Archive for category memories
Recently, while visiting a friend in the local hospital, I came upon a young couple with a tiny newborn baby in the hallway, having just seen their pediatrician. The baby was unhappy. I knew because I could hear him wailing from the far end of the hallway. As I approached, I could see the tears, the red cheeks, the scrunched face of the baby, and flashed back to when my own kids were newborns. Then I saw the tears, the red cheeks, the scrunched face of the newborn’s mother. She appeared to be frustrated out of her mind, and I could hear her say between sobs, “Just please stop crying! I just wish he would stop crying!”
A woman, whom I supposed to be the mother of the new mother, was rubbing her back, comforting her by saying, “honey, he’s fine- crying is what babies do. He’s hungry, or wet, but he’s fine. He’s just doing the only thing he knows to do, and that’s to cry.”
As I continued past the young family on my way to the 11th floor elevator, I could only think about those days when my own children were newborns, crying, wailing, making me feel like the worst parent on the planet. But at this point in my life, when several my friends my age are grandparents, those memories bring mixed emotions. We are too old to have more children of our own. And, in the not too distant future, my own kids will begin to have kids of their own, and I will become the understanding grandparent who reminds my kids that “crying is what babies do.” And I am reminded of those close to me who do not have children of their own.
While the repetitive cries of a newborn baby can be an irritating and exhausting sound, those cries can also bring a beautiful reassurance. The reassurance that the cycle of life continues; the hope of a son or daughter to continue the legacy you have established; or maybe, just the joy that comes when the scrunchy-faced cries at long last fade into smiles in silent, blissful sleep.
So, let ’em cry. When they grow up and don’t need you anymore, you’ll cherish the times they did.
Following what amounts to be years of thinking, talking, and otherwise speculating, we did it. We finally broke down and became pet owners. Again.
Please understand- we are not against pets. We love pets! Especially others’ pets. We love going to our friends’ homes, playing with their pets, then leaving them there. But ever since this incident with Sam, we never thought we’d have another pet….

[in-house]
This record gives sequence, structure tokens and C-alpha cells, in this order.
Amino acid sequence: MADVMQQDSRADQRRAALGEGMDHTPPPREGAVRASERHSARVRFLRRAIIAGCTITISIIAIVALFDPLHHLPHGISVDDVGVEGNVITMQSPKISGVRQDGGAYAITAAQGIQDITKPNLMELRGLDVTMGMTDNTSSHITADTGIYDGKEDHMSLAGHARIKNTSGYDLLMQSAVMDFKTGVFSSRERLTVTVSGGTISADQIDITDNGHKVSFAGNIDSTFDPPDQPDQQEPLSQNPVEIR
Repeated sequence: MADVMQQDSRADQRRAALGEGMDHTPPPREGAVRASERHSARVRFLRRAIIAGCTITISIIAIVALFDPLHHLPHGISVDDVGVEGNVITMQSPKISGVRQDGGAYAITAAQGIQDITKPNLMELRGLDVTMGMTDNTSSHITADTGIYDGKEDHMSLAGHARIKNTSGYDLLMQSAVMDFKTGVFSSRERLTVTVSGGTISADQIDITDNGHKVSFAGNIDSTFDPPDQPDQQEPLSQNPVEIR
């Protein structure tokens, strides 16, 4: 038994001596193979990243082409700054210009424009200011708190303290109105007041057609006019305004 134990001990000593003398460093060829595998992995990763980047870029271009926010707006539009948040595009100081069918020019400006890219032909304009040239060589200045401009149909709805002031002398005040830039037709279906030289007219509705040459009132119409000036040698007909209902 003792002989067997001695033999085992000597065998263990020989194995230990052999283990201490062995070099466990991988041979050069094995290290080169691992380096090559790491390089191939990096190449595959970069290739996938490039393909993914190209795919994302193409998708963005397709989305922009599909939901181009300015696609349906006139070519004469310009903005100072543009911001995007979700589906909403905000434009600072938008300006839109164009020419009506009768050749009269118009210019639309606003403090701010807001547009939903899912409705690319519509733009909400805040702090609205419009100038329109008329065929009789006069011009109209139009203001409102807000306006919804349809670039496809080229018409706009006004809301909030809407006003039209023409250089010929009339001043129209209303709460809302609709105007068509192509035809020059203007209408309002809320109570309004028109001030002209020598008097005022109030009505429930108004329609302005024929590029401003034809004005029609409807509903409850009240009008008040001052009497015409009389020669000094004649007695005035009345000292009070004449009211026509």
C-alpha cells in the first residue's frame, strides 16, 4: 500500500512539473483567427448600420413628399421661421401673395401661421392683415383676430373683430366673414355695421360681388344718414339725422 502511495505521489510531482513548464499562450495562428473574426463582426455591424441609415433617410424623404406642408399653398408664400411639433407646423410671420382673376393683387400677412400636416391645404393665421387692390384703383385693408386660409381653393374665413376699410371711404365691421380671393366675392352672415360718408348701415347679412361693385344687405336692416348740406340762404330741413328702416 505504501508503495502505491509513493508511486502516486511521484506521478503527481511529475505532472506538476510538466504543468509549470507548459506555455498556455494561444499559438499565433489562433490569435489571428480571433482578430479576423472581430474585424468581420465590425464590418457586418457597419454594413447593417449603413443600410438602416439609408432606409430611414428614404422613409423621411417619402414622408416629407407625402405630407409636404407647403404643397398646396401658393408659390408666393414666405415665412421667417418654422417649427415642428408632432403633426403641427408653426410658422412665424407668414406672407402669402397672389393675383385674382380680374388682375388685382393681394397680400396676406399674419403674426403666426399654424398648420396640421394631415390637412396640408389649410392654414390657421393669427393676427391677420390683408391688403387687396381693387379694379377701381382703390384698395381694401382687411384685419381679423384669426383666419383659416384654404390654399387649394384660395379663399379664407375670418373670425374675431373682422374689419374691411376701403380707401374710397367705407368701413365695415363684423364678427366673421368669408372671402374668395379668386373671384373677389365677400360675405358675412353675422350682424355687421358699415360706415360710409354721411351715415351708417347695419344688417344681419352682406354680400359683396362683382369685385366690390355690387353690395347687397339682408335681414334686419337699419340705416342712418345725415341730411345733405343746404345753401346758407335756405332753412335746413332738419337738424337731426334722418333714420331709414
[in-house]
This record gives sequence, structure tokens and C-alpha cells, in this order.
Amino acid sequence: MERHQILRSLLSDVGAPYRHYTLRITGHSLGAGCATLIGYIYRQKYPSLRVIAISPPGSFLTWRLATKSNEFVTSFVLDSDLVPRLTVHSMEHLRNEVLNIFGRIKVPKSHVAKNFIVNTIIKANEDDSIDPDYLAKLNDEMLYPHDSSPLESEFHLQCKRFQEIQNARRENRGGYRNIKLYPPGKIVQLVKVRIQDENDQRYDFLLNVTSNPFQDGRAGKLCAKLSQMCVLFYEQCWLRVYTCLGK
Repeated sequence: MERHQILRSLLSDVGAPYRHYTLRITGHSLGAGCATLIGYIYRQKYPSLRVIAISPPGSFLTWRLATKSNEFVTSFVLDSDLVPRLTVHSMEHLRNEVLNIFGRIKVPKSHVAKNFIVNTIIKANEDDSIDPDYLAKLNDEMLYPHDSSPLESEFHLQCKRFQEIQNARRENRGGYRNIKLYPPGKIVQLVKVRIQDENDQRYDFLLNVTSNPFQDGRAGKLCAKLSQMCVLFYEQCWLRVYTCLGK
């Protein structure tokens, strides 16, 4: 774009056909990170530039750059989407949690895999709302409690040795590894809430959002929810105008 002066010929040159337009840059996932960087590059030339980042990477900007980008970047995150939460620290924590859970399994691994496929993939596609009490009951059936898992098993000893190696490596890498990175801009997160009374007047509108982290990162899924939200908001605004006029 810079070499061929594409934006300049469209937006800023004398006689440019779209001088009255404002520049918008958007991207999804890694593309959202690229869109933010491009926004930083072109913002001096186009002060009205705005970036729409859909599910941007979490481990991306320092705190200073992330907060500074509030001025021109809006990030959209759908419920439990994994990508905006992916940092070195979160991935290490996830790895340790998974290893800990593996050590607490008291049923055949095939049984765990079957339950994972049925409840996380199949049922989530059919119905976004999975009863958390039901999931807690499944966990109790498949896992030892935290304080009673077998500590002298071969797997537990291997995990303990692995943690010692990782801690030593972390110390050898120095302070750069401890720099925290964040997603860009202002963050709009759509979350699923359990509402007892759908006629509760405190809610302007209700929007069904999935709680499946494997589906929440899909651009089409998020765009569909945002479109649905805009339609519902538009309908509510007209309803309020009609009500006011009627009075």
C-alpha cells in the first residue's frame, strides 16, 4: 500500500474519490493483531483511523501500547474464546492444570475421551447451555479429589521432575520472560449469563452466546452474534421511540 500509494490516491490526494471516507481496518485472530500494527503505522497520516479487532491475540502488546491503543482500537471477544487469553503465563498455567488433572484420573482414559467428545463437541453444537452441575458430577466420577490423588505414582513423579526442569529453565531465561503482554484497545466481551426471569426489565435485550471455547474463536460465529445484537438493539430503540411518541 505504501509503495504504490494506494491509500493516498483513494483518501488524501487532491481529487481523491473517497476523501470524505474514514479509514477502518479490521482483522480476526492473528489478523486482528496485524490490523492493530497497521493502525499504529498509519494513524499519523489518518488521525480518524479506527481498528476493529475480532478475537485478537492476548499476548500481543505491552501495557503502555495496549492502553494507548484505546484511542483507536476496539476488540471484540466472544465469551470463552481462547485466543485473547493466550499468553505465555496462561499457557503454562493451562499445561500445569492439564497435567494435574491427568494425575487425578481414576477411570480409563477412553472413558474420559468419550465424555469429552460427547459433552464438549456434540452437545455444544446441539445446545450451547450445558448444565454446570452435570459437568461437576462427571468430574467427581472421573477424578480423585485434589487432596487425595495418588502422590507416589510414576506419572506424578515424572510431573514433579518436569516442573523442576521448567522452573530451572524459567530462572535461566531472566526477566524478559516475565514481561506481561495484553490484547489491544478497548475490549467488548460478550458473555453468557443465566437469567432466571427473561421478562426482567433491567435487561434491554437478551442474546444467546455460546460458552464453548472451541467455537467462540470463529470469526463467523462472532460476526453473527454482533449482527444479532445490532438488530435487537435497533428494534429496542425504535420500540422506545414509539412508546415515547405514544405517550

You know, we actually had a dog once. In another town we lived in, we were offered- and took- a tiny and beautiful Red Labrador Retriever. We named him Sam. He was actually reddish-brown, and when we got him at about 9 weeks, his paws were already in adult sizes. Those feet were huge! We soon discovered that Sam’s appetite matched those enormous feet. Sam would not stop eating. He ate not only his very expensive food, but he also ate towels that fell from the clothesline. He ate vinyl siding. He ate the phone lines and cable lines attached to to the side of the house. And as he ate, he grew. At nine months, he could stand on his back legs, put his front legs on Jane’s shoulders and look over her head! Not to say that Jane is short… she is all of 5’2, but that dog was huge! Sam was constantly knocking our kids down, dragging them across the yard, and was generally not much fun to our family. We knew he needed a place to run, to wander, to grow. We knew we couldn’t offer him all that he needed to make him happy. Sam was not happy, and we were not happy paying all the repair bills. So, Sam had to go.
We found a local man who would take Sam and promised to care for him, to give him the good life he deserved. So we loaded up the Bronco with all of Sam’s things- his house, his vet records, leash, food, favorite toys, and we headed across town toward Sam’s new life. Sam’s new owner was not at home, but we were given instructions to leave Sam in the kennel in the back and he would be by in a day or two to pick him up.
So, slowly, we unloaded our beautiful dog friend and all his earthly possessions and put them in a 6×20 chain link dog run. The floor was dirt, and muddy; it was unkempt, and evidence of its previous inhabitants lay in piles in the corners. There was no grass. There were no toys. There was no food or water. But, Sam needed a new home, right?
It was a sad trip back across town toward our home. All four of us were crying. We felt so badly for Sam, but we really felt badly for us, for we suddenly realized how we loved Sam, the enormous-footed,house-eating Lab. But being the practical people we were, we knew what we had to do…
…turn the car around, go back to his new owner, and bring Sam home. And along with all his earthly possessions, we joyfully loaded Sam back into the Bronco and headed home!
It was only a few days later, though, following a return visit by the phone company to install yet another connector box, that we realized Sam really did need another home. Sam needed a place where he could run, swim, to play like the puppy he was, far from the dangers of vinyl siding poisoning or getting a piece of coax stuck in his snout.
We found a pet lover who owned quite a large farm. The owners met Sam and immediately fell in love with him. So Sam now lives happily ever after on a farm in North East Mississippi.
Which brings us back to Bud. Bud is a cocky Cocker Spaniel, born on Valentine’s Day 2011. He has captivated the four of us, and we have fallen for this beautiful pup.
But he has huge feet…
I will confess right off the start that I grew up in a different time and place. Some of you may find the following experiences somewhat offensive, even violent. For those who cringe when they read this, let me say-
Get over it.
While growing up in rural West Tennessee, we had traditions and celebrations that may seem odd. One of our favorite annual celebrations was the traditional birthday spanking, or ‘whippin’ as it was affectionately known. These birthday spankings were part of our family ritual. While we pretended to hate them, the truth is, we enjoyed the wrestling match and the tickles and the laughter that went with it. Never painful, never mean-spirited, the licks always included one smack for each year of our lives, plus “one to grow on”. I don’t know from where that saying came, but I think I should research it, find the origin and context of the phrase. Or maybe not.